I was in Minnesota when it happened.
I don’t remember the joke I told, I just remember the response. In a sold out room of 200, 199 people laughed and applauded. When the din receded, however, one lone woman shouted out her disapproval: “That wasn’t funny!”
I rolled my eyes. You can’t please everyone, and since the joke had landed extremely well I wasn’t too concerned by a single naysayer. Unfortunately, she was not to be ignored and yelled out a second time: “You’re not funny!”
Now I had to address the situation, and asked: “So everyone in here that’s laughing is wrong?”
That caused her to yell again, and from there I was off and running.
Over the course of the next minute or two–which might not sound like much, but is actually a fairly long time to have to deal with a heckler–I berated her to the point she and her sheepish-looking and embarrassed boyfriend left the showroom. In moments like this, audiences cheer. They came out to have a good time, and bitter pills in a comedy club are never appreciated.
After the show, people shook my hand and clapped my back, tossing kindness my way. Like our first president, I cannot tell a lie: flattery is one hell of an ego boost, and I was quite pleased.
Then something odd happened that brought me crashing down to earth. An audience member approached me with a wide smile across his face.
“Dude!” he began excitedly. “That was amazing! I spent all day watching heckler videos online, and was hoping something like that would happen tonight, and it did! You trashed that chick! It was awesome!”
He gave me a bro-handshake, and with a wide-smiled wave was off to drink the rest of his evening away. Over the course of the next few people, I got the same “compliment” several more times.
“You shut her up fast!”
“You nailed that loudmouth!”
While the sentiment was enthusiastic, the content was frightening.
I had spent an hour on stage telling jokes that I crafted if not painstakingly, thoughtfully. I’d tested them time and time again, tweaking each word for maximum effect, hoping to give an audience a night of laughter and escape… and what some people loved was the berating of a heckler.
Which brings us to the problem at hand: heckler videos are immensely popular.
They get thousands of views, and comedians post them with clickbait titles: “Comedian Destroys Heckler!” and “Wait until you see what this comedian did to someone who wouldn’t shut up!” There are websites dedicated to them, with lists of the “best” takedowns. Heckler videos are so popular that sometimes they’re even faked, with comedians badgering members of the audience and then editing the video to make it look like someone was talking out of turn.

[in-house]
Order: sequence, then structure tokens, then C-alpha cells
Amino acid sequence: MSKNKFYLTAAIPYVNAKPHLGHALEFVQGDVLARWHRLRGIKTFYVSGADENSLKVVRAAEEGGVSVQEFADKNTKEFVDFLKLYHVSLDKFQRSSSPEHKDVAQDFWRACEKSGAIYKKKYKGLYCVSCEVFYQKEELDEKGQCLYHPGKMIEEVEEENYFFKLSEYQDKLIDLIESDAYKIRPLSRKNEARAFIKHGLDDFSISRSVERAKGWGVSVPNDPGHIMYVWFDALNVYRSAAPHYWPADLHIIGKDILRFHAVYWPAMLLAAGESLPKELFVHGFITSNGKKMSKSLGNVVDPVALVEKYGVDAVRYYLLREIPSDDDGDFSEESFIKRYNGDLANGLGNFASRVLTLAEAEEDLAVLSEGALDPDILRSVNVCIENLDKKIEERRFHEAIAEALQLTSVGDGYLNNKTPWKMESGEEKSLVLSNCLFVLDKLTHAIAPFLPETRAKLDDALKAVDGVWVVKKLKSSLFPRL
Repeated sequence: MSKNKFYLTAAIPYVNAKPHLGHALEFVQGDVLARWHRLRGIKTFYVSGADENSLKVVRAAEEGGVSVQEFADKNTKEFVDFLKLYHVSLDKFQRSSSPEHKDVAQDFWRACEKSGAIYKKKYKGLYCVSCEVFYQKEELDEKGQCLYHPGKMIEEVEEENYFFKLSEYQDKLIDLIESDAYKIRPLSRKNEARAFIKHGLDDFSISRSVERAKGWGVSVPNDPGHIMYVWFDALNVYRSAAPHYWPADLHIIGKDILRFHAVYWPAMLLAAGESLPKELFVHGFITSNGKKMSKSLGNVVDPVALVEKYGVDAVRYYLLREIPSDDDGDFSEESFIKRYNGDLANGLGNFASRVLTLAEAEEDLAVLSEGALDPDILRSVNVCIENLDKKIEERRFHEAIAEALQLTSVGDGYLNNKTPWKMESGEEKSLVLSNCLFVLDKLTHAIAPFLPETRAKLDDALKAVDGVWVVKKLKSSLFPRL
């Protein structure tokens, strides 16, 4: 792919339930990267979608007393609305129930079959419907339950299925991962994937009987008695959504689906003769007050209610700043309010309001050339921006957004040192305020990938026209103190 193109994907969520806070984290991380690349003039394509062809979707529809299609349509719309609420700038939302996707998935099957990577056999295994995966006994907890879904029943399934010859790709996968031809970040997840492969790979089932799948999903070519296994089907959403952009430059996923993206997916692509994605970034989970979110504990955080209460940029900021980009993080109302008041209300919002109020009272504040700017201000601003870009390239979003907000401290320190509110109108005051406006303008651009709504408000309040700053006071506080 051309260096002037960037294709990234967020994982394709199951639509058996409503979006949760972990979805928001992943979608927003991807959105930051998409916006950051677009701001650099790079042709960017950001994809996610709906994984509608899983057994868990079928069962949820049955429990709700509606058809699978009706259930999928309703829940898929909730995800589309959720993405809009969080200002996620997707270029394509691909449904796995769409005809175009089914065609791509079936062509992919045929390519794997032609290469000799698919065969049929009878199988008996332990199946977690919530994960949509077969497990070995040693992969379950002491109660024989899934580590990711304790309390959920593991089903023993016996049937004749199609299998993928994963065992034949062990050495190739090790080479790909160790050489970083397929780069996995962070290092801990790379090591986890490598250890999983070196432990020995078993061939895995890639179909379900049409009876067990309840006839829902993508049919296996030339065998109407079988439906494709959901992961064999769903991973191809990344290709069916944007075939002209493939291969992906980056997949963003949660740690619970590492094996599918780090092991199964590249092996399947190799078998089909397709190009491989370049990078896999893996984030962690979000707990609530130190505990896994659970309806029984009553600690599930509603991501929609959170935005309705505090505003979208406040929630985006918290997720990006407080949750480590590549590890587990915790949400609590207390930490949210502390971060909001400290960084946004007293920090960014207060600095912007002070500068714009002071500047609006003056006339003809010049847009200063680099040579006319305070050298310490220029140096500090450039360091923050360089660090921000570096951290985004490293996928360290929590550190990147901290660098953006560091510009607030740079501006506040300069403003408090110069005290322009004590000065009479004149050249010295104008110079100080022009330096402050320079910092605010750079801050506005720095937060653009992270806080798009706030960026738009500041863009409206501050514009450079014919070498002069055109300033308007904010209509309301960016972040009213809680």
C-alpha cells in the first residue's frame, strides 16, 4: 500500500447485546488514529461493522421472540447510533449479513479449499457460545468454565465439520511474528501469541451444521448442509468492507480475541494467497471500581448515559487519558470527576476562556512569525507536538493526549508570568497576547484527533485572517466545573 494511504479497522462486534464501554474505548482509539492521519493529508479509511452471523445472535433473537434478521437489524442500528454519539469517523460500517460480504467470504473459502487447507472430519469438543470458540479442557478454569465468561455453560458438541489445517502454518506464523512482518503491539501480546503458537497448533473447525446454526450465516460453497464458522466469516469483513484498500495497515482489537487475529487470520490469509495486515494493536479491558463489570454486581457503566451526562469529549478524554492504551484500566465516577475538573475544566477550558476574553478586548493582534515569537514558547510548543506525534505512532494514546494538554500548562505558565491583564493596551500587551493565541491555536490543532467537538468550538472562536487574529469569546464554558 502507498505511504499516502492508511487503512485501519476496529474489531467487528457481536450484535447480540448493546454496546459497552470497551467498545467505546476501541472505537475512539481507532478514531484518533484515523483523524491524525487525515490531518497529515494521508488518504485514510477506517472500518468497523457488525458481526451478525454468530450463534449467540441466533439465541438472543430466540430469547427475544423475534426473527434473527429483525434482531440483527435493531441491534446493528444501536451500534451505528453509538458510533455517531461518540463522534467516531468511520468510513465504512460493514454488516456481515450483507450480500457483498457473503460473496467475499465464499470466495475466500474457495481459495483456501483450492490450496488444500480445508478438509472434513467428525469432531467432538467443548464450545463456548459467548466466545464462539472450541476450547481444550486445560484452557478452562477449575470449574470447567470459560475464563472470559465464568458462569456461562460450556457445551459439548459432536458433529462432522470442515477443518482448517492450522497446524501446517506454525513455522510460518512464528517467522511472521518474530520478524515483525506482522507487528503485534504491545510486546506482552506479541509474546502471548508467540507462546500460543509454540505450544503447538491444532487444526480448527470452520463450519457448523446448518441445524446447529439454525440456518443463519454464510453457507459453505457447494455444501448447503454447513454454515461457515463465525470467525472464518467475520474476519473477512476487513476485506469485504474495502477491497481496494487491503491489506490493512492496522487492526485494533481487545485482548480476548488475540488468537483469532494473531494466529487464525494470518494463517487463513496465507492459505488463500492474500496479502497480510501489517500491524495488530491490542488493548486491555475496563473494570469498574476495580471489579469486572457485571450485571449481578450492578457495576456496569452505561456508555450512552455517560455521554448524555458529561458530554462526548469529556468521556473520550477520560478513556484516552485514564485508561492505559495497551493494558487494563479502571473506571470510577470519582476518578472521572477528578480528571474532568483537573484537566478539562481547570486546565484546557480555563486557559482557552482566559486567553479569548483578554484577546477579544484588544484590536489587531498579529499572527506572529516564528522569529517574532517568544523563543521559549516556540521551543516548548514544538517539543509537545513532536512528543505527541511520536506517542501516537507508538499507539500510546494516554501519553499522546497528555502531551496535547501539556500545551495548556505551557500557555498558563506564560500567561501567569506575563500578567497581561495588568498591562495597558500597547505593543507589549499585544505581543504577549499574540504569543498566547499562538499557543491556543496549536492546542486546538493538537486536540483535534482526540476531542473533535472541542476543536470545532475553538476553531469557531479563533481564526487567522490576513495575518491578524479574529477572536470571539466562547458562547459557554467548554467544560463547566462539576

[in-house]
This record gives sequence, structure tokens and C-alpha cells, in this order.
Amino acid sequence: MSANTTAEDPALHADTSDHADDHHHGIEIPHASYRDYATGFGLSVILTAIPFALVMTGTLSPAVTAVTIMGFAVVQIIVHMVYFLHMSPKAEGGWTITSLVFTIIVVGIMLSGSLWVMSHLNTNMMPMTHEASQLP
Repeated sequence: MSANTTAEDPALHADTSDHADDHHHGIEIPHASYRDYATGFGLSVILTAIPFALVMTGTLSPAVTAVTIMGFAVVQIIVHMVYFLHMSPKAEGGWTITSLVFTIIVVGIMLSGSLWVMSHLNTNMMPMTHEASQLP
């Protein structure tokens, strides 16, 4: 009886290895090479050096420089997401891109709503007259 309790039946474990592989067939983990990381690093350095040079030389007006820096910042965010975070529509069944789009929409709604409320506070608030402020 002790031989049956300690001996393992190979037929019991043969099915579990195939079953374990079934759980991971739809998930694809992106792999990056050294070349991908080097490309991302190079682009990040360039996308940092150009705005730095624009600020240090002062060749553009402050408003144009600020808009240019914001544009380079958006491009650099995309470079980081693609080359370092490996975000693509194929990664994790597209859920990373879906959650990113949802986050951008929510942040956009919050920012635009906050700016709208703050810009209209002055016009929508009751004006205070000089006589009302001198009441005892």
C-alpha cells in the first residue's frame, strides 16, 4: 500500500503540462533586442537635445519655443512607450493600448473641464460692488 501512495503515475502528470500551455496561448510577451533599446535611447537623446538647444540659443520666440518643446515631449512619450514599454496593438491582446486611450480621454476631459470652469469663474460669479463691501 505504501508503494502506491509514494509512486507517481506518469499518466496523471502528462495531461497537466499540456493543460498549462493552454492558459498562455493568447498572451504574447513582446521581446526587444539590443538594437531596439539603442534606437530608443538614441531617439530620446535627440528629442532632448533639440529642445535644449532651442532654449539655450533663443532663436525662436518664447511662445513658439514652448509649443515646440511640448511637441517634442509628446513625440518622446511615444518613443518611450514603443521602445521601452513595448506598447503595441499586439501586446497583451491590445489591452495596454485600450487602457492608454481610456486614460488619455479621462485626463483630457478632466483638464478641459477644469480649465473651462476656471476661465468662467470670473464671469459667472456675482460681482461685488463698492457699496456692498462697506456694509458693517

That’s not what comedy is supposed to be about.
Comedians are on stage to express themselves; we have ideas, and we want those ideas to generate laughter. We get that not everyone is going to like us, and that’s OK. We’re shooting for the majority, the overwhelming majority, of any room. If one or two stragglers aren’t in the mood to laugh, there’s nothing we can do about that. We’re not cymbal-banging monkeys, wound up to amuse those who sit with crossed arms and furrowed brows.
If, as an audience member, you don’t like a comedian, or a joke, that’s fine. You are entitled to your opinion. But yelling out your disapproval during the performance? That’s pathetic. In the Internet age, there are myriad ways to express your opinion. You can blog, Tweet, Yelp!, and Facebook about it. You can even leave, but yelling out in the moment isn’t your right. Not even if you “paid to get in!”
(Which is a widely believed misconception, that paying to see the show automatically means you get to shout out whatever and whenever you want.)
If you do yell out, expect to get trashed. Expect to be insulted, shouted down, and mocked. Because you deserve it. You should be humiliated in front of everyone in the room, and if that shames you into leaving? So be it.
But even though that’s entertaining, it’s not comedy, and it shouldn’t be used to promote stand up via videos.
In full disclosure, I’m not innocent in all of this; I’m as guilty as any other comic.
Ten years ago, when YouTube was in its infancy, I posted a clip of me shouting down the bane of every comedian’s existence: a bachelorette party. They had been disruptive through the opening comic, and the middle comic; by the time I got to the stage they were out of control. Hell, you can even hear the audience shushing them right before I snap. Back then, I actually posted the video as a goof, giving a shout out to a friend of mine at the beginning.
The visual quality is horrible, the audio muddled, content lacking, yet out of 98 clips I’ve posted on YouTube it’s by far and away the most watched video of mine. Of all the time I spent writing jokes, what people flocked to was me yelling at the audience.
Because it was so popular, I tried it again years later, even going giving it a click-bait title to draw the masses in. Guess what? It worked again, drawing in the clicks.
But I’m not going to do it anymore.
I tape most of my shows, and about once a year run up against a heckler that just needs put down. I have a couple clips right now that would probably drive a ton of traffic to my YouTube channel, but I’m not going to post them. I can’t pander to base-level instincts just to get the masses riled up. That’s what people like Drumpf do, and while it works well for them, it’s not my thing. I don’t think it’s good for the craft of stand up comedy.
Oh, and if you’re a heckler and don’t like something, especially something everyone else is laughing at?
Instead of yelling out (or blogging, Tweeting, Yelping, or whining in any other way), maybe the problem is you, not the comedian.